Here’s my take: hedonic motivation theory suggests that people are generally predisposed to do more to pursue pleasure than they are to move away from pain. Now, if this is true (and many a hedonic motivational theorist will insist that it is), then the threat of catastrophic climate change will be regarded as a reason to continue doing the very things that they tell us not to do: “I think I’ll continue to drive my imported seven seat SUV down to the gym, after I drop by the supermarket and grab some non-organic processed meat products for dinner; if you don’t mind”. This, you see, will bring pleasure, because pain is inevitably on its way.

Or is it? Is it possible that by changing aspects of our carbon-intensive lifestyles we can mitigate against climate change; adapt where necessary; and make it a pleasurable experience for all involved?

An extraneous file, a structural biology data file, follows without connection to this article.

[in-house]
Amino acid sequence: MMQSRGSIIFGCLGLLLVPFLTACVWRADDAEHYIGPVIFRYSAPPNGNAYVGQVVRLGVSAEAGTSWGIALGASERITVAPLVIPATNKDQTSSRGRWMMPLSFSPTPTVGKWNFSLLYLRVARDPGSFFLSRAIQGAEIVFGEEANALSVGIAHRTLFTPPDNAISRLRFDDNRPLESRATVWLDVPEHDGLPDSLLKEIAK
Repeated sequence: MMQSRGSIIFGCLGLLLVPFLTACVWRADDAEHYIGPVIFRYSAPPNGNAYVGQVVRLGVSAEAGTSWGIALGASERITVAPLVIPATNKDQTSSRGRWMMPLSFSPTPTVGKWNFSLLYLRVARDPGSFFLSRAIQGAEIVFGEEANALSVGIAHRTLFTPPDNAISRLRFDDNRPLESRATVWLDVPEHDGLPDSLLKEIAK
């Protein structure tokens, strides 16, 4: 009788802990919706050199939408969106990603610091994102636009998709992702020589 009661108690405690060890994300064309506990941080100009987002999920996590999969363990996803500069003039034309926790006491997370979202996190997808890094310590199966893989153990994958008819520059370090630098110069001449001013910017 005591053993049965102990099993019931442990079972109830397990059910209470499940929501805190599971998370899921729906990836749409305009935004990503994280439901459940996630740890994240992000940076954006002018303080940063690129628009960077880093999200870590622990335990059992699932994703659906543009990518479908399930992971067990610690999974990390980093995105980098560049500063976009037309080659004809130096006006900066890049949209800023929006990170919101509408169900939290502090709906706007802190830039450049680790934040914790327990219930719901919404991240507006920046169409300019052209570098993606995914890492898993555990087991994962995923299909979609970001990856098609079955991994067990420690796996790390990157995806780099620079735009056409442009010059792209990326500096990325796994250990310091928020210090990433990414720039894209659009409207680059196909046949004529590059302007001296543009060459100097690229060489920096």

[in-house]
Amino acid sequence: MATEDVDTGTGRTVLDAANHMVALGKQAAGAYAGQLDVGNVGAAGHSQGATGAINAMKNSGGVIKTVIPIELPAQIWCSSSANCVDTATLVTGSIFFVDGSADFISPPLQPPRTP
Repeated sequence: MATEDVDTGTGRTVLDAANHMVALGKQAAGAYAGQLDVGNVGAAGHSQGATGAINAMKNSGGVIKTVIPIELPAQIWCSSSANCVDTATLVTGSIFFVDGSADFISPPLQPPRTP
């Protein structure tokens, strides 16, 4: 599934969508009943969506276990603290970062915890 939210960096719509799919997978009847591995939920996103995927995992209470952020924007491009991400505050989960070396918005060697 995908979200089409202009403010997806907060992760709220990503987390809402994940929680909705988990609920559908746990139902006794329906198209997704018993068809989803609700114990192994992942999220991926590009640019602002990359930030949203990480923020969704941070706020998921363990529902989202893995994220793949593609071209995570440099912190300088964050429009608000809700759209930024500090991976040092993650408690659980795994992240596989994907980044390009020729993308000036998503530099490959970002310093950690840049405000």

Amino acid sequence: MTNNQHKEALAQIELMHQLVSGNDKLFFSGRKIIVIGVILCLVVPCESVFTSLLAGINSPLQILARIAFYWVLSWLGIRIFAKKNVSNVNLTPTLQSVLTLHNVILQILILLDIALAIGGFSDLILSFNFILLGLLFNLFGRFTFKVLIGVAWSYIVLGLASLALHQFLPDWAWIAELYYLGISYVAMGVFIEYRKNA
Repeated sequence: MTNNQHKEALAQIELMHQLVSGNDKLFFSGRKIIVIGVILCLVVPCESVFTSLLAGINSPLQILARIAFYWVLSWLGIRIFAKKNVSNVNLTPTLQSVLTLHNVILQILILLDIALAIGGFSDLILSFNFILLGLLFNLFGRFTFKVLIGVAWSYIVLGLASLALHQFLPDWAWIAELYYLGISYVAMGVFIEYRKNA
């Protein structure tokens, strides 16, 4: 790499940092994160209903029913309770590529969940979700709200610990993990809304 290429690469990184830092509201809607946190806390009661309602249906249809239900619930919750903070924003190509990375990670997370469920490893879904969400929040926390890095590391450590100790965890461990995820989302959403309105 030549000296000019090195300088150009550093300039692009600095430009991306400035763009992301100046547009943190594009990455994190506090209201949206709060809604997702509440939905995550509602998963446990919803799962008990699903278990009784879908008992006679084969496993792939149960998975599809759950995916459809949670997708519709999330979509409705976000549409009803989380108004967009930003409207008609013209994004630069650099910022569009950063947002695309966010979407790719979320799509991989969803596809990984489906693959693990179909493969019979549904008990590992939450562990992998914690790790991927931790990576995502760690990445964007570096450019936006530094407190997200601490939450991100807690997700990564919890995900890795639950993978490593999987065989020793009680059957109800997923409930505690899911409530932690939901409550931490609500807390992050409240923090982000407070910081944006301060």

Surely it’s possible. Although orthodoxy in the public discourse on climate change would lead to the conclusion that we are about to enter a period of pain. Of course for some, the localised impact of climate change will indeed be catastrophic. These people are among the most geographically, economically and politically vulnerable among us; are members of the worlds poorest communities; and almost all have few material pleasures of which to speak. For these people, the opportunity to pursue pleasure rarely arises when the desire to move away from pain is ever-present. It is ironic then, that those with the material wealth necessary to both mitigate against and adapt to climate change, are also those contributing most to its cause. So the question must be answered: what will it take to get people in relatively wealthy communities to alter their climate-changing behaviors?